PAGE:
To find those answers, I had to write two novellas. First, came “The Courtship”, wherein Their Graces fall madly in love, despite—what a surprise!—meddling parents. Second, came “The Duke and His Duchess”. We know Percy and Esther’s household was in some regards unconventional, but they chose love over appearances from the start of their relationship. I wanted to know how they got through the challenges created by Percy’s behavior prior to the marriage, and emerged a stronger couple and a happier family for their choices.

The Duke’s Courtship duology is the result of my curiosity about the ongoing magic of a loving family, and also a tribute to my parents, whose happily ever after continues, even as a I write this.

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IMG_3307-0Miss Esther Himmelfarb has been dragooned into attending a house party to make up the numbers, and to keep an eye on a cousin with a penchant for gambling. Little does Esther know Lord Percival Windham will risk all to win her heart.
“Miss Himmelfarb, I believe?” Lord Percival winged an arm and smiled at Esther graciously. “Shall I have us introduced, or in the informality of the occasion, will you allow me to join you at supper?”
A more calculating man would have offered to escort her to whoever had the honor of dining with her, but then, Lord Percival likely did not have to be calculating.
“I will happily accept your escort to the buffet, my lord.” Esther laced her gloved hand around Lord Percival’s arm, only to encounter a small surprise.
Or not so small.
Gossip had not lied. The man was muscular in the extreme, and this close, he was also of sufficient height to uphold the fiction that he’d protect Esther from any brigands or wolves wandering about Lady Morrisette’s parlor.
“Does your family hail from Kent, Miss Himmelfarb? I know most of the local families and cannot recall Himmelfarbs among them.”
The question was perfectly pleasant, and so too was his lordship’s scent. Not the scent of exertion or the standard rose-scented rice powder—he wasn’t wearing a wig—but something elusive…
“You’re twitching your nose like a thoughtful bunny, Miss Himmelfarb. Are you in anticipation of something particularly succulent among the supper offerings?”
He smiled down at her as he spoke, and for moment, Esther could not fashion a reply. Of all the times for Charlotte Pankhurst to be right about a man’s blue, blue eyes…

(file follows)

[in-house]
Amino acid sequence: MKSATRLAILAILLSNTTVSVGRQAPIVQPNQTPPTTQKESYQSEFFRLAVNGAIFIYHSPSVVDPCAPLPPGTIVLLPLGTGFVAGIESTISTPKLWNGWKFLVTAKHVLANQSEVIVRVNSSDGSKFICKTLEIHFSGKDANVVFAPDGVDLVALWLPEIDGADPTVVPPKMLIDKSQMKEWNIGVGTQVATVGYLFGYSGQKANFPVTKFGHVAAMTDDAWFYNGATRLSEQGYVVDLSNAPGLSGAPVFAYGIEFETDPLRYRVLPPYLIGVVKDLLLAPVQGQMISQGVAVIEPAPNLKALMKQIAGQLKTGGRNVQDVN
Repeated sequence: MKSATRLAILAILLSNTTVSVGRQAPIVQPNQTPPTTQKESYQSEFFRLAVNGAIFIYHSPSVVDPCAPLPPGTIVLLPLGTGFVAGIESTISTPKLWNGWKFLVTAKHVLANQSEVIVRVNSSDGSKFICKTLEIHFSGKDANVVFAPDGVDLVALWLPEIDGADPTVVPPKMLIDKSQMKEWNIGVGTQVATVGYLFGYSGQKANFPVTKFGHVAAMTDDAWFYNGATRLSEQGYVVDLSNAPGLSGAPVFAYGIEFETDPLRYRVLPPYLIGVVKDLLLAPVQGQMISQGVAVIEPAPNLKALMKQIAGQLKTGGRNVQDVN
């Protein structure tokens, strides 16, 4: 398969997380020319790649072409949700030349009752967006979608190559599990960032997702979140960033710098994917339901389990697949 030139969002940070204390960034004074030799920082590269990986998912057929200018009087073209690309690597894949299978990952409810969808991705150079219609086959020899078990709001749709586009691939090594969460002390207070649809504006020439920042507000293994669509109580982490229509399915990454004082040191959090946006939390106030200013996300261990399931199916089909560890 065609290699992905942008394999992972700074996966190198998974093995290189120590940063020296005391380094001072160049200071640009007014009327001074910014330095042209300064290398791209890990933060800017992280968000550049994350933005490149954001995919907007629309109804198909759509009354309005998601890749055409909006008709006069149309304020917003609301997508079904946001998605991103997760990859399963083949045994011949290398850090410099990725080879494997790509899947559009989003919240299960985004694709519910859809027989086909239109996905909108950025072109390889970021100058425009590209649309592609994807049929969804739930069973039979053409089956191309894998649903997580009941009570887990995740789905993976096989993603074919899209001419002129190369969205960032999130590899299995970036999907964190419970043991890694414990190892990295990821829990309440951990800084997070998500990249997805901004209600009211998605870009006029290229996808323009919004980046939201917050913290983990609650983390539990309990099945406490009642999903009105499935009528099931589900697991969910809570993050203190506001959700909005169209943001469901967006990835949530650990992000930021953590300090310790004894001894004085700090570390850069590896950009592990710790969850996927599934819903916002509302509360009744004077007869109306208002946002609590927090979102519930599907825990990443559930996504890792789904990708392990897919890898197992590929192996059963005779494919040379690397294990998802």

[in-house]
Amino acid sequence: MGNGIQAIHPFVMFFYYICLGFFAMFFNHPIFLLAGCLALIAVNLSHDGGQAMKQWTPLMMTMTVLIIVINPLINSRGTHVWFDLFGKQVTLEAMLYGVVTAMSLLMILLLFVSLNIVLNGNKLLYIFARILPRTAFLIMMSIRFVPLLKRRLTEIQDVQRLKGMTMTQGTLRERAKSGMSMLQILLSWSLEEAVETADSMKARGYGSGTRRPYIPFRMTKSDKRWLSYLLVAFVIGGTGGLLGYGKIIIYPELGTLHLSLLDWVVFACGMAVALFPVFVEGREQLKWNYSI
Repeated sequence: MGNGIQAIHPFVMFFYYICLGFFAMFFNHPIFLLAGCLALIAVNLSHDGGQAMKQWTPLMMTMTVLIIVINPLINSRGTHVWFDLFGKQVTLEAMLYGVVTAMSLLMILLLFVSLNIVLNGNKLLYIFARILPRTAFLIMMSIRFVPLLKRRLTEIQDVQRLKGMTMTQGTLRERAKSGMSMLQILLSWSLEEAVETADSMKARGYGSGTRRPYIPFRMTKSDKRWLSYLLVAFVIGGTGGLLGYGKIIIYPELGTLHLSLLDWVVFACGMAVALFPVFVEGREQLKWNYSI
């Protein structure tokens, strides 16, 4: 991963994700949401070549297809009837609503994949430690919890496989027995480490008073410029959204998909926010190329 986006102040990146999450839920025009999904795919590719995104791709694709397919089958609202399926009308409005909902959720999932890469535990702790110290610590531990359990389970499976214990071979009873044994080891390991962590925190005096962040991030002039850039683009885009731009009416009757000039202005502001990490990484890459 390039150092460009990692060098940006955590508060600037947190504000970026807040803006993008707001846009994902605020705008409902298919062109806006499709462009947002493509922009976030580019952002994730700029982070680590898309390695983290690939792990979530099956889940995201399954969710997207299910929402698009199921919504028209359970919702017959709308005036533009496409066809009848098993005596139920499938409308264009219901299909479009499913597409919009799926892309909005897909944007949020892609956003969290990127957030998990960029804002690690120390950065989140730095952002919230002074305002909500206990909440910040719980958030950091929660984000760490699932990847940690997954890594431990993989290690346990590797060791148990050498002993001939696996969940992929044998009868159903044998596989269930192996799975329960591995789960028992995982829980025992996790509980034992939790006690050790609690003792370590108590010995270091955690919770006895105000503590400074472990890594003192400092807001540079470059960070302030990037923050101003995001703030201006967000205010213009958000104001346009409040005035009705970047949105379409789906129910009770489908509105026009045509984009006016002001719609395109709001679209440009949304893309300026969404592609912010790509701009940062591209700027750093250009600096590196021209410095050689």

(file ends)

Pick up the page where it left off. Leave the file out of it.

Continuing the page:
“I’m trying to fathom the fragrance you’re wearing, my lord. It’s pleasant.”
“If I didn’t know better, I’d think from your expression that you do not approve of men wearing pleasant scents.” His tone, amused, teasing, suggested that sometimes, all he wore was a pleasant scent—and that just-for-you smile.
Lord Percival leaned nearer, as if sharing a confidence amid the noise and bustle of the first night of a lively, extended social gathering.
“Bay rum lacks imagination, don’t you think? I shall wear it when I’m a settled fellow with children in my nursery. There’s cedar in the scent I wear, reminds me of Canada. You’re partial to spicy scents yourself.”
He was inviting a reciprocal confidence from her with that observation. The notion of trading secrets with Percival Windham made something beneath Esther’s heart twang—disagreeably, of course.
“Lavender with a few other things.”
“My dear”—his lordship had straightened only a bit—“why is My Lady Hair Bows staring daggers in this direction?”
My lady…? Then… my dear?!
“I’m not sure what you mean, my lord.”
“You know exactly what I mean, Miss Himmelfarb.” Lord Percival picked up a plate, though they were still some distance from any sustenance. “Now the Needy girl is at her elbow, pouring brandy on the flames of gossip. You and I will be engaged by this time tomorrow, I don’t doubt.”
Did one correct a duke’s spare when he made light of marriage to a woman within staring distance of professional spinsterhood?
Yes, one did.
“Her name is Needham, my lord. And I should think an engagement unlikely when you have yet to ask for my hand and I have given no indication I would accept your suit.”
The light in his eyes changed, going from friendly—yes, that was the word—to something more intent.
“You are an impertinent woman. We shall get on famously, Miss Himmelfarb. I adore impertinent women.”

***

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Title: The Duke and the Duchess / The Courtship
Author: Grace Burrowes
Release Date: September 1, 2015
Publisher: Sourcebooks Casablanca
Genre: Historical Romance

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THE COURTSHIP
The first novella to be published by New York Times bestselling author Grace Burrowes features the foundation story for her bestselling Windham series. This is the tender story of love tested and won, and how Percy Windham, the dashing and brilliant man who was never supposed to become the Duke of Moreland, wooed Esther Himmelfarb, the amazing lady who became his beloved Duchess.